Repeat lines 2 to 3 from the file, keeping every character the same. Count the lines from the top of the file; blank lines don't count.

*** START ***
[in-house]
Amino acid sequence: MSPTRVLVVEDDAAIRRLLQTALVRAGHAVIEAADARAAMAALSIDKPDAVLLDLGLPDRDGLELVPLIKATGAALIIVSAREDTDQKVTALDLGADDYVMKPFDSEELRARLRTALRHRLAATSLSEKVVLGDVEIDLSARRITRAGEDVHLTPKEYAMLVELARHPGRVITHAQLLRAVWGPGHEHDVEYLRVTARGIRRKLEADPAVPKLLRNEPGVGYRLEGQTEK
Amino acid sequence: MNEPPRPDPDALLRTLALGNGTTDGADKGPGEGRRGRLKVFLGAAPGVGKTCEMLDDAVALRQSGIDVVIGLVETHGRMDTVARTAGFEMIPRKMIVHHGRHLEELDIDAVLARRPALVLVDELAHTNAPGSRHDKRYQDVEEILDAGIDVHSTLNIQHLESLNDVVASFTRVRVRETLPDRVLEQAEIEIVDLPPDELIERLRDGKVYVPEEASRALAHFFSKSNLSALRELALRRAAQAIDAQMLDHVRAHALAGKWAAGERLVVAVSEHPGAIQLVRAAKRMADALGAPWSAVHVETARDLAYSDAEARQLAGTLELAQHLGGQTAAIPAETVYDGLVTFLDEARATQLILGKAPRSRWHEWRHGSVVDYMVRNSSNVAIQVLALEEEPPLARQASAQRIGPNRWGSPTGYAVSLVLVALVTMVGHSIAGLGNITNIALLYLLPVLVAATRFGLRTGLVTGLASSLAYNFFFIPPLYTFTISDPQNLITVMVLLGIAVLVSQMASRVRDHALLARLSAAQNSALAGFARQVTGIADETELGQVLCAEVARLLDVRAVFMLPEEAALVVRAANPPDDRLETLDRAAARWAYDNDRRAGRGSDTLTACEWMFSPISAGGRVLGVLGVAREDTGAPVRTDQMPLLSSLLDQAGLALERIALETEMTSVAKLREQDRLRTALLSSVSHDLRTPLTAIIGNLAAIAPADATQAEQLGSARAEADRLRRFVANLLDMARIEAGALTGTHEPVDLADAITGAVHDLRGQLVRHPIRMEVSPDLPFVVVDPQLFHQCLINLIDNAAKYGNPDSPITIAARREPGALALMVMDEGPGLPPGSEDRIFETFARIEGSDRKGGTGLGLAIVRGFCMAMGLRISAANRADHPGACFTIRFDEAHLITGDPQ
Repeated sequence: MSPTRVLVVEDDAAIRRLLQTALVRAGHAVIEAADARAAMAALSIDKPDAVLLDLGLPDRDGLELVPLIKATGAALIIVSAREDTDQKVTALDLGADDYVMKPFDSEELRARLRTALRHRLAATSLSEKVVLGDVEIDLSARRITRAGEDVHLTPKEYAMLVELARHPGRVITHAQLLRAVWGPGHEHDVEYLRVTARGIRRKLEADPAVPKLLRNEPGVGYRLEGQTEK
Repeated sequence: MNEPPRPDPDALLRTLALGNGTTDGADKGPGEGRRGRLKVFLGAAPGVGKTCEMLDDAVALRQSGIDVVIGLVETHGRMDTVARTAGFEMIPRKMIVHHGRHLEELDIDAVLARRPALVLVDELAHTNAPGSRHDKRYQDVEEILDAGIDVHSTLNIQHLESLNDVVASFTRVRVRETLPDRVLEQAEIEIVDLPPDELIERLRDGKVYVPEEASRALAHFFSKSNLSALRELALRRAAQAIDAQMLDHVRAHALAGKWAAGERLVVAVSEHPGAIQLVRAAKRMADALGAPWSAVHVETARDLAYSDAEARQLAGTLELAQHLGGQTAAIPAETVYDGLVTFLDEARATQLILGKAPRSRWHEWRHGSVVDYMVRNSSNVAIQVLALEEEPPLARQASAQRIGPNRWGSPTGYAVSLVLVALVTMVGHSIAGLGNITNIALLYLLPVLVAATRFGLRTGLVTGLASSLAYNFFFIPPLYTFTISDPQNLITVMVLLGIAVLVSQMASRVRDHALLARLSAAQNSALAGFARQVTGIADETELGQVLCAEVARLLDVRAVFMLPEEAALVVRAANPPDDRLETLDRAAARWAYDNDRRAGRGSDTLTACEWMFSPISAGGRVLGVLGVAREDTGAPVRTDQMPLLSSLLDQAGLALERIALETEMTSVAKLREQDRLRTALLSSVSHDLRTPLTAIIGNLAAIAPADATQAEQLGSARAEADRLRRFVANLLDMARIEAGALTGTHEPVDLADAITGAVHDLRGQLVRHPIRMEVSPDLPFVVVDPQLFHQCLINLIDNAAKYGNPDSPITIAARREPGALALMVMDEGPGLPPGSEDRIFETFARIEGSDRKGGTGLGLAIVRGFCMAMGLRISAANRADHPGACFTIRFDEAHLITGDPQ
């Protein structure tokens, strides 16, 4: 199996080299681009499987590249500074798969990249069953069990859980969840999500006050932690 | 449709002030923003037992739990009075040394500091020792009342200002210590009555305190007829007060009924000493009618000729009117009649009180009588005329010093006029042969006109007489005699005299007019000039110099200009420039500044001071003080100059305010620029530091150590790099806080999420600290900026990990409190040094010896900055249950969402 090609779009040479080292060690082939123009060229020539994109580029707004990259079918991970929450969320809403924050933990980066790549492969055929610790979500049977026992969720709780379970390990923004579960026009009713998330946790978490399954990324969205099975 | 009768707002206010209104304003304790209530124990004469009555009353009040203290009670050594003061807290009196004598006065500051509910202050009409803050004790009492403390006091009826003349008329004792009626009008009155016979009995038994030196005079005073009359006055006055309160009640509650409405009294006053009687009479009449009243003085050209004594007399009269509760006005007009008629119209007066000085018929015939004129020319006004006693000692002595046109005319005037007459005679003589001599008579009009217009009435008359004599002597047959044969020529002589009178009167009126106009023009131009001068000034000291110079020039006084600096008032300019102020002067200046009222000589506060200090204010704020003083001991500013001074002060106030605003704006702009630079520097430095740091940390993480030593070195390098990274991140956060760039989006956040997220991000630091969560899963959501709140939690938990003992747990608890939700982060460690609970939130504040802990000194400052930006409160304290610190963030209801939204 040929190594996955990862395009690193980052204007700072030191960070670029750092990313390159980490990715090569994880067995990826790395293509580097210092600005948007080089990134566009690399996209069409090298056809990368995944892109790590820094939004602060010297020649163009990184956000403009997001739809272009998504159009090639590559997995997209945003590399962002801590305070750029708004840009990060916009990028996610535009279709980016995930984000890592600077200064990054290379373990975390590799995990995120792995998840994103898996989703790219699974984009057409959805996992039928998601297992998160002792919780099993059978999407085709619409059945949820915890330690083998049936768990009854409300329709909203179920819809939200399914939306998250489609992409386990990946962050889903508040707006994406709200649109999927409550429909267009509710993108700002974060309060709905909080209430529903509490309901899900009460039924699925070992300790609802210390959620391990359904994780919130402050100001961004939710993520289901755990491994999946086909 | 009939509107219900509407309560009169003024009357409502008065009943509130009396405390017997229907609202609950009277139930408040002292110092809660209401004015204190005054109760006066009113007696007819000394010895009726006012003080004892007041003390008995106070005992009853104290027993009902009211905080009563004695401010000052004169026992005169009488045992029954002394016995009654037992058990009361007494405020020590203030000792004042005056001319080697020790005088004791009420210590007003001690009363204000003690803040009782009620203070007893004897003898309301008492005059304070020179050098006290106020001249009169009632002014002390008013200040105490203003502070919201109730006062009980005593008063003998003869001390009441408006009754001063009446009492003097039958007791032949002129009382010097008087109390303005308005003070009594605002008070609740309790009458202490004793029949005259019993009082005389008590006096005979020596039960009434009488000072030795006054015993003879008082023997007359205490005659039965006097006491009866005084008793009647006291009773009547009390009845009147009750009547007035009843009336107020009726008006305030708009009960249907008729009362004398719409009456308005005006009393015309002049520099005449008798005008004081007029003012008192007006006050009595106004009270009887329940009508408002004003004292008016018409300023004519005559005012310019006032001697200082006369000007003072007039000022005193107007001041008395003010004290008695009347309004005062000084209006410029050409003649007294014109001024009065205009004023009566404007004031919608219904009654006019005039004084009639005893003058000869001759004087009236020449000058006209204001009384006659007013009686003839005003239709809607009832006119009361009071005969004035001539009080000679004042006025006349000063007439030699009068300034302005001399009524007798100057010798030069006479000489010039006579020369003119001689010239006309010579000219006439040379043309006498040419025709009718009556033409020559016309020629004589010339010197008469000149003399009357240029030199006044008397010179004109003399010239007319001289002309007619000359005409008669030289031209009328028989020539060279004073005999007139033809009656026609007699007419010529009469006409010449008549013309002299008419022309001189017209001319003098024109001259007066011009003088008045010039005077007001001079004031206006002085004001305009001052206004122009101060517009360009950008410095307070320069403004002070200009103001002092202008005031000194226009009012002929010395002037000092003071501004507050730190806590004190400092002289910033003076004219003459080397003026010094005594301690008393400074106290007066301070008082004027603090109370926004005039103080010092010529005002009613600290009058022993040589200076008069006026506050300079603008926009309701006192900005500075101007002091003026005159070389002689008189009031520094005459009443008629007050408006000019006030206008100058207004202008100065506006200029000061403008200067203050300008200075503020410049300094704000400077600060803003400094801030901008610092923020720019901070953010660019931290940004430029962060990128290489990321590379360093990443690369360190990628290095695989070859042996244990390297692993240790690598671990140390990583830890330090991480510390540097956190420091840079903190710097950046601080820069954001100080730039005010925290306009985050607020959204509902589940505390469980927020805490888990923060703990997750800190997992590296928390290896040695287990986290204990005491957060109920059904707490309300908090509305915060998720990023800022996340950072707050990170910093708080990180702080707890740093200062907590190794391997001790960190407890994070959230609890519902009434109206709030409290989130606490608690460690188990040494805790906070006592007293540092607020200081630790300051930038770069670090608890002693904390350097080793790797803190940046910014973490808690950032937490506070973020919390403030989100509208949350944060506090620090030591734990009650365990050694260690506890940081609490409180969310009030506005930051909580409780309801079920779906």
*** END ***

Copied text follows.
Amino acid sequence: MSPTRVLVVEDDAAIRRLLQTALVRAGHAVIEAADARAAMAALSIDKPDAVLLDLGLPDRDGLELVPLIKATGAALIIVSAREDTDQKVTALDLGADDYVMKPFDSEELRARLRTALRHRLAATSLSEKVVLGDVEIDLSARRITRAGEDVHLTPKEYAMLVELARHPGRVITHAQLLRAVWGPGHEHDVEYLRVTARGIRRKLEADPAVPKLLRNEPGVGYRLEGQTEK
Amino acid sequence: MNEPPRPDPDALLRTLALGNGTTDGADKGPGEGRRGRLKVFLGAAPGVGKTCEMLDDAVALRQSGIDVVIGLVETHGRMDTVARTAGFEMIPRKMIVHHGRHLEELDIDAVLARRPALVLVDELAHTNAPGSRHDKRYQDVEEILDAGIDVHSTLNIQHLESLNDVVASFTRVRVRETLPDRVLEQAEIEIVDLPPDELIERLRDGKVYVPEEASRALAHFFSKSNLSALRELALRRAAQAIDAQMLDHVRAHALAGKWAAGERLVVAVSEHPGAIQLVRAAKRMADALGAPWSAVHVETARDLAYSDAEARQLAGTLELAQHLGGQTAAIPAETVYDGLVTFLDEARATQLILGKAPRSRWHEWRHGSVVDYMVRNSSNVAIQVLALEEEPPLARQASAQRIGPNRWGSPTGYAVSLVLVALVTMVGHSIAGLGNITNIALLYLLPVLVAATRFGLRTGLVTGLASSLAYNFFFIPPLYTFTISDPQNLITVMVLLGIAVLVSQMASRVRDHALLARLSAAQNSALAGFARQVTGIADETELGQVLCAEVARLLDVRAVFMLPEEAALVVRAANPPDDRLETLDRAAARWAYDNDRRAGRGSDTLTACEWMFSPISAGGRVLGVLGVAREDTGAPVRTDQMPLLSSLLDQAGLALERIALETEMTSVAKLREQDRLRTALLSSVSHDLRTPLTAIIGNLAAIAPADATQAEQLGSARAEADRLRRFVANLLDMARIEAGALTGTHEPVDLADAITGAVHDLRGQLVRHPIRMEVSPDLPFVVVDPQLFHQCLINLIDNAAKYGNPDSPITIAARREPGALALMVMDEGPGLPPGSEDRIFETFARIEGSDRKGGTGLGLAIVRGFCMAMGLRISAANRADHPGACFTIRFDEAHLITGDPQ